That experience inspired me to think outside the box as I grew my company. We used real women and before-and-after shots, even though many retailers said that approach wouldn’t look luxury enough. Today, I smile when I see stores use non-models and before-and-after images, because I believe that most beauty brands bought into the assumption that using unattainable or “aspirational” images sold product.

In September 2016, L’Oréal bought IT Cosmetics, its largest acquisition in eight years, and I became the first woman in L’Oréal’s history to hold a CEO title. When that happened, I received an e-mail from the investor who had passed on IT Cosmetics due to my weight. “Congratulations on your deal with L’Oréal,” it read. “I was wrong.” He added that he regretted his decision not to invest in my company.

Reading his e-mail felt good for a moment, but it was a reminder that he, too, had bought into the same definition of beauty that we’ve been seeing our whole lives. It also reminded me that the industry still has a lot of work to do. Right now, at IT Cosmetics, our top priority is to continue expanding our shade ranges and further our commitment to showing images of real women of all ages, skin tones, shapes, and sizes. If every beauty company follows suit, it will be life-changing for people around the world.

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In hopes of continuing to effect that change, I recently had the honor of receiving the CEW Achiever Award, one of the highest accolades in the beauty industry. But instead of giving a traditional speech, I took a risk — again. As I accepted the award, I stood in front of the audience, filled with more than 1,000 of the world’s top beauty executives, and spoke out on behalf of women everywhere, with a call to action.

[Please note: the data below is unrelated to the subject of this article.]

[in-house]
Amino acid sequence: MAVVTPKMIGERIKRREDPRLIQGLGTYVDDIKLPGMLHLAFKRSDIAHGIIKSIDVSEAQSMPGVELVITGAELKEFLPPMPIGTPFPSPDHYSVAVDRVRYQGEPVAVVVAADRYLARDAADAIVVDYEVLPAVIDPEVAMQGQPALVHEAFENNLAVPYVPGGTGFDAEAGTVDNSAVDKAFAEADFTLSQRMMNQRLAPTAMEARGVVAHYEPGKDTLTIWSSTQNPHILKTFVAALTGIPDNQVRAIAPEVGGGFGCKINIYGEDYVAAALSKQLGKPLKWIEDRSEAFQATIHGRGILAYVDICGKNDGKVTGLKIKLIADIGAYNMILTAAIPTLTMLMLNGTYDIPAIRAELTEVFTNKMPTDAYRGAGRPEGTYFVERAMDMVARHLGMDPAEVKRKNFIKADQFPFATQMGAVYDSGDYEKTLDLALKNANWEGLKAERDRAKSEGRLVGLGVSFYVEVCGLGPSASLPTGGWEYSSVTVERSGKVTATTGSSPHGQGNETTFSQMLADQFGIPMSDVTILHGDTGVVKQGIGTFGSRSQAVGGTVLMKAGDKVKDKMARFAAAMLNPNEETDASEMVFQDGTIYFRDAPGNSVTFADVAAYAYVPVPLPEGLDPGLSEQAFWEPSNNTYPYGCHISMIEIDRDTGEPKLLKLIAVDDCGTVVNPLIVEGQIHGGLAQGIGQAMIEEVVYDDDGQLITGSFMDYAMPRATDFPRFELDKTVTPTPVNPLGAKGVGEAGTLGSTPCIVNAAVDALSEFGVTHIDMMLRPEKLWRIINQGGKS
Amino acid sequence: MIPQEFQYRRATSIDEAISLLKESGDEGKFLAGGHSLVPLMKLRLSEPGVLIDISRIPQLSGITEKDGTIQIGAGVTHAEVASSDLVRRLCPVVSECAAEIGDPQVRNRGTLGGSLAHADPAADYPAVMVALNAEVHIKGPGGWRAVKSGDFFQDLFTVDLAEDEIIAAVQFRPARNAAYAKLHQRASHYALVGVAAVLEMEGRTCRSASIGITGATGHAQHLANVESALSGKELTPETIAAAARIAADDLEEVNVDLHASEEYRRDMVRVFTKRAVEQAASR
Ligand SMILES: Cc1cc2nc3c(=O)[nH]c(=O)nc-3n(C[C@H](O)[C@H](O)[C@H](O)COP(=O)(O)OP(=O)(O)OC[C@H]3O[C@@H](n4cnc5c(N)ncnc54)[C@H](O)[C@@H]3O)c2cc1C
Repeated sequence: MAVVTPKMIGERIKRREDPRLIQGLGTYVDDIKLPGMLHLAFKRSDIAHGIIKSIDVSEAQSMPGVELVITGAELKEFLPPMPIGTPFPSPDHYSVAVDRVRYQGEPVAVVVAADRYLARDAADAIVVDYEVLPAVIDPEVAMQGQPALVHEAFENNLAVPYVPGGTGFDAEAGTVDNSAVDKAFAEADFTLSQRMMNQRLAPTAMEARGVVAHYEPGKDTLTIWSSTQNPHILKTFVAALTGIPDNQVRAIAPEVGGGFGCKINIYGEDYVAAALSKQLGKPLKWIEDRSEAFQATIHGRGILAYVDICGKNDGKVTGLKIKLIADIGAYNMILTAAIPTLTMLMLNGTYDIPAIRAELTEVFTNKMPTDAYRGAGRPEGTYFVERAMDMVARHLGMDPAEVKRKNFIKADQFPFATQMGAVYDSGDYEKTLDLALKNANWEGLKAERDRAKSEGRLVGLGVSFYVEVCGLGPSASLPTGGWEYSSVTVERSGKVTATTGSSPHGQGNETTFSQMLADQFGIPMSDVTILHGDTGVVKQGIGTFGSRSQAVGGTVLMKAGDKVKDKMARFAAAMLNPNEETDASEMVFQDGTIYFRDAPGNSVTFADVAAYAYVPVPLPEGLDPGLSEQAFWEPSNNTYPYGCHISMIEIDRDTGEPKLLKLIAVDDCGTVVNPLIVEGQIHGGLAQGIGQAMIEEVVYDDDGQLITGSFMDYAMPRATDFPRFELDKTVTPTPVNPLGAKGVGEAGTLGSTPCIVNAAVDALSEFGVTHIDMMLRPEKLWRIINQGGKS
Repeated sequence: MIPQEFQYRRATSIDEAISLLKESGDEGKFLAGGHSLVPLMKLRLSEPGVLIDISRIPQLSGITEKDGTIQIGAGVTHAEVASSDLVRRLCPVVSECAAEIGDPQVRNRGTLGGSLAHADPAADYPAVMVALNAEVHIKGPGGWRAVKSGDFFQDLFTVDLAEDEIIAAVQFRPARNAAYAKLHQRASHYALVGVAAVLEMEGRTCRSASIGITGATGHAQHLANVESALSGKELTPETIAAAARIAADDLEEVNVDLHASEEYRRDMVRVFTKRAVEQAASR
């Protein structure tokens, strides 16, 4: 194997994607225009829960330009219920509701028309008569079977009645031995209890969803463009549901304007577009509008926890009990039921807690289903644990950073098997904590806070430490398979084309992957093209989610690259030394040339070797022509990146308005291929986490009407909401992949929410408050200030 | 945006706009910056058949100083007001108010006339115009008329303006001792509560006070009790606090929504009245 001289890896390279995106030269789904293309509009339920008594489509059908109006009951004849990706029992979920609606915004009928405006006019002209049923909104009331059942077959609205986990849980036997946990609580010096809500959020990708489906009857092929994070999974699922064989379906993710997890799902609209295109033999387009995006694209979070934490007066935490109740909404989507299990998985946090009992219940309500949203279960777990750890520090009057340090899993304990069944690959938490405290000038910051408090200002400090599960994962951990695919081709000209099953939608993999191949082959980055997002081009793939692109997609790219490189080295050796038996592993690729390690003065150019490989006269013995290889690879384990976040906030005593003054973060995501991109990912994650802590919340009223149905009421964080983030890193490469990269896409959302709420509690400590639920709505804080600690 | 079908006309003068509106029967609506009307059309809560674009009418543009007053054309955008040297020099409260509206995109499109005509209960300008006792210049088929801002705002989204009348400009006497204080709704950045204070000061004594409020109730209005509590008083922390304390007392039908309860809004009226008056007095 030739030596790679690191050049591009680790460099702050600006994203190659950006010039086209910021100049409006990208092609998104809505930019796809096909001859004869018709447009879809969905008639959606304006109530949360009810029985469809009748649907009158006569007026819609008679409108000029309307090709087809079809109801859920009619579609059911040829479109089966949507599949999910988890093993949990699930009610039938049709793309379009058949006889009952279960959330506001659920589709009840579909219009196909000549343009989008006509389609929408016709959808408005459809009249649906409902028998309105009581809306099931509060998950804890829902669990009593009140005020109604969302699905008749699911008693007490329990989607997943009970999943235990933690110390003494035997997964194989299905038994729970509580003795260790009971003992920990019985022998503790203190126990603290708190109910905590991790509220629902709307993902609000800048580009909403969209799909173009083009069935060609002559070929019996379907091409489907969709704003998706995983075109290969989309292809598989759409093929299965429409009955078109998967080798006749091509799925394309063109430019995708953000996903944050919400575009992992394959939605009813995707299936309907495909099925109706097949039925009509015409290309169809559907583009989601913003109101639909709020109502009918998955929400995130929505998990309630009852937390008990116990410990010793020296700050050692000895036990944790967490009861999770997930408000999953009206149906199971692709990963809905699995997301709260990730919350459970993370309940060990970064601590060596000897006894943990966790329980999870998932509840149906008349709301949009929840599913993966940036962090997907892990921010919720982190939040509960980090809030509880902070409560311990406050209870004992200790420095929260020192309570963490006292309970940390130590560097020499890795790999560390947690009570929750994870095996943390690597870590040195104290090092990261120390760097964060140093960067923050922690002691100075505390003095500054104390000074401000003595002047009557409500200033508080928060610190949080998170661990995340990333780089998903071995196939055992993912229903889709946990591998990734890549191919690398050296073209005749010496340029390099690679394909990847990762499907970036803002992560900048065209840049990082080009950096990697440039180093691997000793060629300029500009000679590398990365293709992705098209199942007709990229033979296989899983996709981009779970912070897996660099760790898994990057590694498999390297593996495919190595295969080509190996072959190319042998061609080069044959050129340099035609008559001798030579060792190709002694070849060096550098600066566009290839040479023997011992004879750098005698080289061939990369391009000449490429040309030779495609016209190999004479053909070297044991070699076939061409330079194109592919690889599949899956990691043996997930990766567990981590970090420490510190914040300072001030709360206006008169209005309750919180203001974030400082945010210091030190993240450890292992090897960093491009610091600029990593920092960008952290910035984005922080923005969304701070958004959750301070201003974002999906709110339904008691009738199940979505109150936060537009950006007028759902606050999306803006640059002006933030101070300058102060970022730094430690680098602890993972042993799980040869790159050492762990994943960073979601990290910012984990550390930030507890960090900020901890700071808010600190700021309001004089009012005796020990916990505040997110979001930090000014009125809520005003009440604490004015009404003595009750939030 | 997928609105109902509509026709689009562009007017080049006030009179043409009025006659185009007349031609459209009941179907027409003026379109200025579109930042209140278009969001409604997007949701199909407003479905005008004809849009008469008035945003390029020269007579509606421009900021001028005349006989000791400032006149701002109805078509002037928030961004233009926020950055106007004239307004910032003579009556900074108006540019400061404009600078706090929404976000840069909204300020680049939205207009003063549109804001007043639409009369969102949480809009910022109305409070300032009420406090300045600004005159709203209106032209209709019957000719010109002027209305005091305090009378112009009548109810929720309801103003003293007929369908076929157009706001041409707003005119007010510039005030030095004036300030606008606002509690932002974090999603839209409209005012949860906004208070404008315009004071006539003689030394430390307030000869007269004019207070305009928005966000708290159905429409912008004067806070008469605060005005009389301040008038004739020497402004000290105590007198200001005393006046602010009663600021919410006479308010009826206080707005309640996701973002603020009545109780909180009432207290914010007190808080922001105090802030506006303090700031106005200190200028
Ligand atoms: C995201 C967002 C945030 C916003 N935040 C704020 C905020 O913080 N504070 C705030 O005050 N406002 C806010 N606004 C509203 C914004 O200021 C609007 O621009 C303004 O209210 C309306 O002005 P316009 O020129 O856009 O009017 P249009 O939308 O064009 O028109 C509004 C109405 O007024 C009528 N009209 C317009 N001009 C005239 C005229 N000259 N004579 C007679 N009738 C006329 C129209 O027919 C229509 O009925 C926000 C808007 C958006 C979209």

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Channeling every ounce of fearlessness I have, I challenged each of them to answer these questions honestly: “Have the ad campaigns and images of models and of beauty that your brand uses ever made you feel insecure? How did the images you see of beauty impact you as a little girl? How did they impact your mothers, your sisters, and how will they impact your daughters? Each of you sitting in this room right now has the power to make the decisions to change this for billions of girls and women globally. What will you do, with the power that is you?”

As I looked into the audience, I saw very mixed reactions. Some women were in tears — nodding, clapping, and cheering — while other executives looked shocked, appearing to disapprove of me. But I knew in my gut I had done the right thing, and although I was shaking, I felt fearless because I was using my power for good.

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I was prompted to ask those questions because Oprah once asked at one of her “Live Your Best Life” events: “What will you do, with the energy that is you?” — a question that has greatly impacted my life. I want to answer that question with a challenge to keep changing the conversation of what is beautiful. My parting words? No matter what your dreams are, you have the power to listen to your intuition and to keep your faith bigger than your fear. You have the power to create the life you want, to inspire others, and to change the world.